One in four Greeks are unemployed, while more than half of Greek youths are jobless.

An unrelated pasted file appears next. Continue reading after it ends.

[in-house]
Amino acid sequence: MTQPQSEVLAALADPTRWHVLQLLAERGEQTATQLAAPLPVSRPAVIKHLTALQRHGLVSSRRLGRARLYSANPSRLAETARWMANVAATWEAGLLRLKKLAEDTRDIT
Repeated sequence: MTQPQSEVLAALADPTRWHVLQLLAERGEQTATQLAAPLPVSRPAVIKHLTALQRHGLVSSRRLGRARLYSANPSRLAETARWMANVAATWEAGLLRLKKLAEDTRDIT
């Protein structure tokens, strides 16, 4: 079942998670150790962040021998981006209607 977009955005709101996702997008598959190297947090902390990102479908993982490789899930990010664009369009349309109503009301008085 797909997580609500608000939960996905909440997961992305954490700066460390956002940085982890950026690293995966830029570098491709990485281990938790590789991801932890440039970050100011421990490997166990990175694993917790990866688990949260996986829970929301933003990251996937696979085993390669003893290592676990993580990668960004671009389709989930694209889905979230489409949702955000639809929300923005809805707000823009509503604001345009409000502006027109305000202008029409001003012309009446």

After five straight years of economic contraction, or “negative growth” in econo-speak, nearly one in four Greeks is unemployed, according to new data. The jobless numbers from February show that 24 per cent of Greeks are jobless, or 1.1 million people, the highest the unemployment rate has been in memory. That 1.1 million is 46 per cent higher than the number of people unemployed just one year ago. Perhaps even more shocking is that 54 per cent of people between the ages of 15 and 24 are unemployed, meaning youths are more likely to not have a job than to have one. These numbers help explain Sunday’s Greek election results, in which parties that had promised to battle austerity measures, whether it was the Left Coalition or far-right, almost-Nazi Golden Dawn party, fared better than in any election previous. The two principal mainstream parties, the conservative New Democracy party and left-leaning PASOK party, were hammered at the polls, with neither party garnering more than 20 per cent of the vote. Economists are hoping that the summer tourist season will see the jobless numbers edge downward a bit, but over the long-term, such high levels of unemployment appear to be the new normal.